For each ad avail, the live ad decision matrix is encoded into the private RTP extension as part of the RTP encapsulation of the video transport stream and multicast by the acquisition server which may be received by the set top boxes in the network. In particular, for each splice-coming signal inserted by the acquisition server into the video transport stream, the ad marking and decision insertion engine 140 also inserts the most updated live ad decision matrix for the upcoming ad avail represented by the splice-coming signal.

FIG. 2 represents a flowchart of the operation of the client 106 to dynamically insert an ad asset into a received video transport stream. In step 200, the detection, splicing and insertion engine 130 receives the RTP stream and parses it to identify the splice-coming signal and the live ad decision matrix. The live ad decision matrix is then sent to the ad decision processing engine 132 in step 202. The ad decision processing engine 132 then processes the decisions in the matrix and determines the appropriate ad to insert.

In particular, as indicated above, the highest value ad is the first decision in the live ad decision matrix, while the least valuable ads are towards the bottom of the live ad decision matrix. The default decision is the last one in the ordered matrix. After the live ad decision matrix is received in step 202, the ad decision processing engine 132 processes each decision in the live ad decision matrix top to bottom in steps 206 and 210. If it reaches the end of the matrix without finding an appropriate ad (step 212), the ad decision processing engine 132 sets the default ad as the ad to insert in step 216. In case the default ad is not cached in storage 124, the ad decision processing engine 132 may not insert any ads. The underlying stream will play and the reason for failure may be reported to the ad decision service 108.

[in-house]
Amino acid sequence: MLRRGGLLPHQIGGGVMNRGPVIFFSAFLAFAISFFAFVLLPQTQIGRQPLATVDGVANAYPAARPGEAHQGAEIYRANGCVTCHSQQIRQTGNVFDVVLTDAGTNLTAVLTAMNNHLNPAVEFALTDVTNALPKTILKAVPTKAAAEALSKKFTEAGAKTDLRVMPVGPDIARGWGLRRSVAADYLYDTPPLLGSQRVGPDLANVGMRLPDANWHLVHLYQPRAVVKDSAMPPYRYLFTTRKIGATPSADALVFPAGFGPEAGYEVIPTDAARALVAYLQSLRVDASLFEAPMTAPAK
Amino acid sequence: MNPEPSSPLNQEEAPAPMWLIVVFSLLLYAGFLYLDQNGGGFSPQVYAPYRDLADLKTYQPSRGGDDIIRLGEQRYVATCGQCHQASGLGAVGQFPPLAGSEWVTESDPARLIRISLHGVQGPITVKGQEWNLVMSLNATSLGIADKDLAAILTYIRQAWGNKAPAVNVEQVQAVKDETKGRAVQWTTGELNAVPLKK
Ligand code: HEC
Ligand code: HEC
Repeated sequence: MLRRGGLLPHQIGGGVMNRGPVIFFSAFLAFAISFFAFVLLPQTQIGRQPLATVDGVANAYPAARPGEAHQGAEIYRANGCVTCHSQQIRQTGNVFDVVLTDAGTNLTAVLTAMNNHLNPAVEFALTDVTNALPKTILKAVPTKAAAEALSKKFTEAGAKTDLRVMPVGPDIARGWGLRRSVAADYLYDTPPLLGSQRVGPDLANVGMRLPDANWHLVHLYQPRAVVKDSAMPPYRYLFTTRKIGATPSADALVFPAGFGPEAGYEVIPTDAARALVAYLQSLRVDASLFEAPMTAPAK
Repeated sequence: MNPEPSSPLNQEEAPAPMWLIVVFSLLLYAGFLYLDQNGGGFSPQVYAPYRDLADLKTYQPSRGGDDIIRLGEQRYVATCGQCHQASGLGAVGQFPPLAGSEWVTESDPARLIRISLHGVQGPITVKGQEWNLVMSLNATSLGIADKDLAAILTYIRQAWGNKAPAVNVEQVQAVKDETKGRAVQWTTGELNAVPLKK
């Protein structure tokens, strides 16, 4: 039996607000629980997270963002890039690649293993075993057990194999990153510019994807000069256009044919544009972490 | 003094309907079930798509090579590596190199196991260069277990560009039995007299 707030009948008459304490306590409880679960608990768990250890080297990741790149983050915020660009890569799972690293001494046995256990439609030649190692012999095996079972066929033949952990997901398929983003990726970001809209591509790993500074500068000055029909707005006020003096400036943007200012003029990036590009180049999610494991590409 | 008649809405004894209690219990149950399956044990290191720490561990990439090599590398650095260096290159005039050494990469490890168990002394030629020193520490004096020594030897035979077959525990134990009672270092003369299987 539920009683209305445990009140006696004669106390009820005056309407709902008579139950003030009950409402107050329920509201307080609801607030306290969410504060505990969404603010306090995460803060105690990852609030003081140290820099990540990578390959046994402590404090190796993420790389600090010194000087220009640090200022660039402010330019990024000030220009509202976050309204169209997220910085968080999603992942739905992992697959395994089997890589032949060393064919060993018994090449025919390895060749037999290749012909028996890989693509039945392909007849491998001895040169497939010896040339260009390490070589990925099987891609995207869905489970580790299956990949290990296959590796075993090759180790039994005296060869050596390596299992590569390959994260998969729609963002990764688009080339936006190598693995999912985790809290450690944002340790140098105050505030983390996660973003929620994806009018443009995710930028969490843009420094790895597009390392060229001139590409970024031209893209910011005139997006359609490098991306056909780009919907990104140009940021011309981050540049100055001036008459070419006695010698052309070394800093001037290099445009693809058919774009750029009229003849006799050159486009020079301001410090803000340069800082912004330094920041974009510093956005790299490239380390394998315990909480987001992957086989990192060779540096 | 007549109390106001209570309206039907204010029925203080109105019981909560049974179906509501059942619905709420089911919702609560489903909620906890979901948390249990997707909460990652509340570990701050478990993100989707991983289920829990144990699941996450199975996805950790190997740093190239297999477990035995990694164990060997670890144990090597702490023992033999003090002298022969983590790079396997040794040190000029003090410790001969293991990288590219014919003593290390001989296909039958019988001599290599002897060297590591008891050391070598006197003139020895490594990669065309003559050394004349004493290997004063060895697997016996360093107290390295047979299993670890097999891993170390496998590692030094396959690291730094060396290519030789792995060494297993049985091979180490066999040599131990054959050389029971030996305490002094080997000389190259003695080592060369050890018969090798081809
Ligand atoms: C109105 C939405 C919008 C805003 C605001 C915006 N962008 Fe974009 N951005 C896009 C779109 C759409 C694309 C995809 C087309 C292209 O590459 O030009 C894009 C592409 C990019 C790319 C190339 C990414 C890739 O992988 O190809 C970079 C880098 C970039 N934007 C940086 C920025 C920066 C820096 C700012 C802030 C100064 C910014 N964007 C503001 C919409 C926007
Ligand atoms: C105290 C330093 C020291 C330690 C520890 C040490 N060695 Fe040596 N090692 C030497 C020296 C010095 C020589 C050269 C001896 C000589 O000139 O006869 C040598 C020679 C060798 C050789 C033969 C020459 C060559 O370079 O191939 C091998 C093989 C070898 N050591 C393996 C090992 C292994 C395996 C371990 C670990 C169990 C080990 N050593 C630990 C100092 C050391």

If the ad decision processing engine 132 finds a match in step 210 (the decision lists a group to which the STB belongs), it then checks whether the fatigue condition is met in step 220. In particular, as indicated above, the live ad decision matrix also includes an “AdFatigue” value. The present system takes into account that if ad assets are shown to users too often, a user may develop a negative association with the ad. Ad fatigue functionality is important for both the consumer and the advertiser in order to improve user acceptance of ads as well as give the advertiser the ability to more effectively schedule the campaign. The “AdFatigue” value specifies how many times the ad may be displayed to the user within a specified period. Ad fatigue may be implemented in step 220 as one of two alternatives: